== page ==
Making a Texis Owned File

When a file is inserted into an INDIRECT column, the ownership and location of the file remains as it was when loaded. If the resume file called "/usr/local/resume/smith.res" was owned by the Library, it will remain so when pointed to by the INDIRECT column unless you take steps to make it otherwise. For example, if Personnel owns the RESUME table but not the files themselves, an attempt to update the resume files would not be successful. The management and handling of the resume files is still in the domain of the Library.

The system of INDIRECT data types is a system of pointers to files. The file pointed to can either exist on the system already and remain where it is, or you can instruct Texis to create a copy of the file under its own ownership and control. In either case, the file still exists outside of Texis.

Where you want Texis to own a copy of the data, a Texis owned file can be made with the TOIND function. You can then do whatever you want with one version without affecting the other, including removing the original if that is appropriate. The permissions on such Texis owned files will be the same as the ownership and permissions assigned to the Texis table which owns it.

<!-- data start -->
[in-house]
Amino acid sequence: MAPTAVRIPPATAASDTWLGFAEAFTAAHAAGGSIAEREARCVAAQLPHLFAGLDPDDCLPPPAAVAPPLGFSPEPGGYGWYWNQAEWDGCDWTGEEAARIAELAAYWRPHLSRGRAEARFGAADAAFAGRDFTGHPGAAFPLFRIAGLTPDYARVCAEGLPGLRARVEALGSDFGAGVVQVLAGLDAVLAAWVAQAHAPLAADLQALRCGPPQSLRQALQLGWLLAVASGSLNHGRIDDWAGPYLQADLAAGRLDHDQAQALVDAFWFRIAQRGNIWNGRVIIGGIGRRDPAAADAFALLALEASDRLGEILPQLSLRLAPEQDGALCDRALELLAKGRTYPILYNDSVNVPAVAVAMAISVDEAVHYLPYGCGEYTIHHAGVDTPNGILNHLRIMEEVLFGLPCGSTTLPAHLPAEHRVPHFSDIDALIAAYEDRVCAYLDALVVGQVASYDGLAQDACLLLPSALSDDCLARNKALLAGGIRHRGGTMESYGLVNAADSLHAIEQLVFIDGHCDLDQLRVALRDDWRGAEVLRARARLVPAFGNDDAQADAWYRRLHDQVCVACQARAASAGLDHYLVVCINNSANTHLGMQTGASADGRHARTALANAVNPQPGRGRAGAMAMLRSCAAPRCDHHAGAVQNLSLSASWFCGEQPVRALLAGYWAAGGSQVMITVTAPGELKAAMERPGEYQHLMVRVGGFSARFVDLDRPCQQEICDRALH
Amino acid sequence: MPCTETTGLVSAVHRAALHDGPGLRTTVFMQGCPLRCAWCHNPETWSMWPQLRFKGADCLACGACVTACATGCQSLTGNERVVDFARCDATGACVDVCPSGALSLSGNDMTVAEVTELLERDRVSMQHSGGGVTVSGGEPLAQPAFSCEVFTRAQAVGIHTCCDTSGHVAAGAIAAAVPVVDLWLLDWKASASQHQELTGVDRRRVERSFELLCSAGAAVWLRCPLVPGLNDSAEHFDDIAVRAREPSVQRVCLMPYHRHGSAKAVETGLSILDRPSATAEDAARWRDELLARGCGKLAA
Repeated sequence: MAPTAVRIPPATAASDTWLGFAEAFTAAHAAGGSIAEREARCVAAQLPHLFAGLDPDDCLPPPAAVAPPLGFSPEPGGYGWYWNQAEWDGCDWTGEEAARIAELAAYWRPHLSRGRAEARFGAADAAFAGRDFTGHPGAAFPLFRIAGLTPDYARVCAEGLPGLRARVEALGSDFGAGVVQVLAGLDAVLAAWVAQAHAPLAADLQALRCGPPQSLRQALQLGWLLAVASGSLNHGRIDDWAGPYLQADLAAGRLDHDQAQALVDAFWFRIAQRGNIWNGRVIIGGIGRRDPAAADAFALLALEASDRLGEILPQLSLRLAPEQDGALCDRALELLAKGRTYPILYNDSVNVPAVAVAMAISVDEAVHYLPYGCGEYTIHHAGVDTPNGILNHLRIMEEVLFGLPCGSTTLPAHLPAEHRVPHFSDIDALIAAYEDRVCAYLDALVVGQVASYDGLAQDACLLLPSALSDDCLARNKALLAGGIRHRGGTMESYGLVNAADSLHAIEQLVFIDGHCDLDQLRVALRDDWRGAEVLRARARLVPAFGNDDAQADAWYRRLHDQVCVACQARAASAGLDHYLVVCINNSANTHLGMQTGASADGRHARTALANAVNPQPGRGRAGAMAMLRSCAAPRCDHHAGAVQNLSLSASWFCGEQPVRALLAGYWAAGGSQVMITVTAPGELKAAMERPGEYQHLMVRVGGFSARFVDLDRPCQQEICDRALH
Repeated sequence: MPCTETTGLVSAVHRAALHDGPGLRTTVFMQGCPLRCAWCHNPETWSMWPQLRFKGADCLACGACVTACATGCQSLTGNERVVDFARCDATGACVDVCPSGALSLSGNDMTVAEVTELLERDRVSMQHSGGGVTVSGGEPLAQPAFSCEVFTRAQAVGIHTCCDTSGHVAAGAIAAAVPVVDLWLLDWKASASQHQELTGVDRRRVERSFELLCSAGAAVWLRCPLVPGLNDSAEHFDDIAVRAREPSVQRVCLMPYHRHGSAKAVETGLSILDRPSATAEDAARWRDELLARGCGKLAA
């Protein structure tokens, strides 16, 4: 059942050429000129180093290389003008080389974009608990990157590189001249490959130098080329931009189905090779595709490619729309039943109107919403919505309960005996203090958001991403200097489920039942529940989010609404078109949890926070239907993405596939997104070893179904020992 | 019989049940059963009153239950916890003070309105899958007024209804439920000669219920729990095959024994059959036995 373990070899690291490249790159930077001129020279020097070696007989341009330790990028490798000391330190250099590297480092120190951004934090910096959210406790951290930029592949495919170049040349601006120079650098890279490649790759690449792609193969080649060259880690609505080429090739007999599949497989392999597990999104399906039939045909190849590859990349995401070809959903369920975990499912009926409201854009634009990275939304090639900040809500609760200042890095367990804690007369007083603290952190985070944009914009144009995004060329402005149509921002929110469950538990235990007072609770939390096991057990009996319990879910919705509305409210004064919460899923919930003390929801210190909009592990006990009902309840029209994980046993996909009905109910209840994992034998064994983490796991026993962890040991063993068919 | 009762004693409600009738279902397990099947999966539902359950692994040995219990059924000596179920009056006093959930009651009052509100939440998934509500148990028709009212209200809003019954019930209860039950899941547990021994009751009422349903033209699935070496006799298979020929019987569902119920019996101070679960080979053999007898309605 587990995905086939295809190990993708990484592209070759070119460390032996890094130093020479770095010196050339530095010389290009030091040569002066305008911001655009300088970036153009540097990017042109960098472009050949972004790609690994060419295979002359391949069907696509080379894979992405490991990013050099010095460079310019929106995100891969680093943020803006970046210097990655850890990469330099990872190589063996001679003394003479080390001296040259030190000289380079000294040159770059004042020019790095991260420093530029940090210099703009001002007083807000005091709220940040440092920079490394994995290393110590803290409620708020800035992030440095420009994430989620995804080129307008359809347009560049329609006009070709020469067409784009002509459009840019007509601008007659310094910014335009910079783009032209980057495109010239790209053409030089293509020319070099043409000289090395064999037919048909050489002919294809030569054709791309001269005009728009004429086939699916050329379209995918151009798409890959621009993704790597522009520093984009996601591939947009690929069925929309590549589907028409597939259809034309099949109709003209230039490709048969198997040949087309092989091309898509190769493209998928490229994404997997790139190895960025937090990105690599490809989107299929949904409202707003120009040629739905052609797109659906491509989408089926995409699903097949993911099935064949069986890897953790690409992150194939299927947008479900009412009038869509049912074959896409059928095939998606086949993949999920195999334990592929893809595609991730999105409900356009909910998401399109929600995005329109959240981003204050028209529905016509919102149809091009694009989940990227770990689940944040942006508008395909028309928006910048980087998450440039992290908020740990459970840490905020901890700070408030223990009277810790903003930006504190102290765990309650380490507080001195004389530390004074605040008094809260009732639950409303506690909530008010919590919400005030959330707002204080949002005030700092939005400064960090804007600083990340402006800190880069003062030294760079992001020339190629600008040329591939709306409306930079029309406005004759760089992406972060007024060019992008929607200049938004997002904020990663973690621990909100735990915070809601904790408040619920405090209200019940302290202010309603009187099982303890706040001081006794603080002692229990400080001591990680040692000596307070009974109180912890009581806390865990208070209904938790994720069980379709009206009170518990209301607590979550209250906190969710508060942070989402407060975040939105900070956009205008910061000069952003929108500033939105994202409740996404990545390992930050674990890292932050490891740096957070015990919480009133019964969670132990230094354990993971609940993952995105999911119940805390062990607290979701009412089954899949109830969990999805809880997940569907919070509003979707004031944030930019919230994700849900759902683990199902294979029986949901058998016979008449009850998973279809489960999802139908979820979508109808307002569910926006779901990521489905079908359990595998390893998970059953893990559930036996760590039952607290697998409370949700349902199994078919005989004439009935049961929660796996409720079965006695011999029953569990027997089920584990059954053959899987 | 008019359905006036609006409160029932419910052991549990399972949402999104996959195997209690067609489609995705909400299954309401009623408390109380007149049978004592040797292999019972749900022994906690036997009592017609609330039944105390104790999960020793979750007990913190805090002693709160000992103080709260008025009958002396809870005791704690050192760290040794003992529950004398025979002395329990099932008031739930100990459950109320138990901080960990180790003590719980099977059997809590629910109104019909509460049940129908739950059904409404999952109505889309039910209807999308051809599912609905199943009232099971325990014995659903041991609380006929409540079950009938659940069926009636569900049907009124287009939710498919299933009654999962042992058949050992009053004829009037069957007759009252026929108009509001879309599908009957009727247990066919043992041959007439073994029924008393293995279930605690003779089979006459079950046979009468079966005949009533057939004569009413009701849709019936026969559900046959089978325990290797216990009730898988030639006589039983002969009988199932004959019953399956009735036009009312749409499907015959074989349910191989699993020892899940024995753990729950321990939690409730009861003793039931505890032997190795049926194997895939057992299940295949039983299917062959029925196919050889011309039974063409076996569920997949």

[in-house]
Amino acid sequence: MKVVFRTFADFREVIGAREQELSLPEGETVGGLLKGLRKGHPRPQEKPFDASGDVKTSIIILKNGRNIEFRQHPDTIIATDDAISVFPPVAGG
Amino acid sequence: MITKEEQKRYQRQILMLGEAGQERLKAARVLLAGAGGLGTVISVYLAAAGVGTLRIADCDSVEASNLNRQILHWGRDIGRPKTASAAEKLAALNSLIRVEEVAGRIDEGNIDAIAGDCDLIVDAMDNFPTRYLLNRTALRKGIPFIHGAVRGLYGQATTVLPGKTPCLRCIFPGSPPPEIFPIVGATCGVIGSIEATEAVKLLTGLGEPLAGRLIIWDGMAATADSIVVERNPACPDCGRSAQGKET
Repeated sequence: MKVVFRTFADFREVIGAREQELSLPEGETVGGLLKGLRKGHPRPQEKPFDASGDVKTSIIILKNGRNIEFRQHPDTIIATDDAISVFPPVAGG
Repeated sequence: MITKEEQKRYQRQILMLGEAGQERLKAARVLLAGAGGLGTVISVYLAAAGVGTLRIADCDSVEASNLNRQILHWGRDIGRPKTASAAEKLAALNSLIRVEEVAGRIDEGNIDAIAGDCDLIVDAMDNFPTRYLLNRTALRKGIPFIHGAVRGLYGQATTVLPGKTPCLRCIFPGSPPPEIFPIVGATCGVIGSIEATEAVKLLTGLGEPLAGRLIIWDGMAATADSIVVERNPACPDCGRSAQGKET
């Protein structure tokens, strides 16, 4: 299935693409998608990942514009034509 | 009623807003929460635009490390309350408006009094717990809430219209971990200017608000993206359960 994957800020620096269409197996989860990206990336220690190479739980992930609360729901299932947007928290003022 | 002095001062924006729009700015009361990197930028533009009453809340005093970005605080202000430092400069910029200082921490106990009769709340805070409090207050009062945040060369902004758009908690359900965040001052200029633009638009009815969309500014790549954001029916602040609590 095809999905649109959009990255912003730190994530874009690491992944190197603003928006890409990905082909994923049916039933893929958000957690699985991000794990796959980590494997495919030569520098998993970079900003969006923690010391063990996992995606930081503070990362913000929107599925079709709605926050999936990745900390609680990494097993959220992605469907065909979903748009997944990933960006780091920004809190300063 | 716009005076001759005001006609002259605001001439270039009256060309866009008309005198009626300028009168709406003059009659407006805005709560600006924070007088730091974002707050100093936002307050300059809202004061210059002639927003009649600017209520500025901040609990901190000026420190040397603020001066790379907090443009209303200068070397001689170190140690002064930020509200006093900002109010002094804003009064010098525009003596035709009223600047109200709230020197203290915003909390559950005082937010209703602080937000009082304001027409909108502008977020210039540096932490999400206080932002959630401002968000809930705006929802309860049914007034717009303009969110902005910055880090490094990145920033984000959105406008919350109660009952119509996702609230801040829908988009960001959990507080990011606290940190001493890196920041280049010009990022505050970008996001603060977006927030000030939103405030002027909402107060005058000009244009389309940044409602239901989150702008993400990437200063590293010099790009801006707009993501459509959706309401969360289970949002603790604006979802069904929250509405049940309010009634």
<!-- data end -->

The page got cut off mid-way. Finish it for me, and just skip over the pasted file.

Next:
The file is copied into the table using an UPDATE statement. The form of UPDATE is the same, but with special use of the expression for the column name following SET. The form of this portion of the UPDATE statement would be:

     UPDATE  table-name
     SET     column-name = toind (fromfile ('local-file') ) ;

The change you are making is to the named column. With SET, you are taking text from the file ("fromfile") as it currently exists on the system ("local-file"), and copying it to an INDIRECT text column ("toind") pointed to by the Texis table named by UPDATE. The name of the local file is in quotes, as it is a character string, and is in parentheses as the argument of the function "fromfile". The whole "fromfile" function is in parentheses as the argument of the function "toind".

Example: To make a Texis owned copy of the Smith resume file for the RESUME table, use this UPDATE statement:

     UPDATE  RESUME
     SET     EXP = toind (fromfile ('/usr/local/resume/smith.res') ) ;

The "smith.res" file now exists as part of the Texis table RESUME, while still remaining outside it. Once you have made Texis owned copies of any such files, you can operate on the text in the table without affecting the originals. And you can decide whether it is prudent to retain the original copies of the files or whether that would now be an unnecessary use of space.


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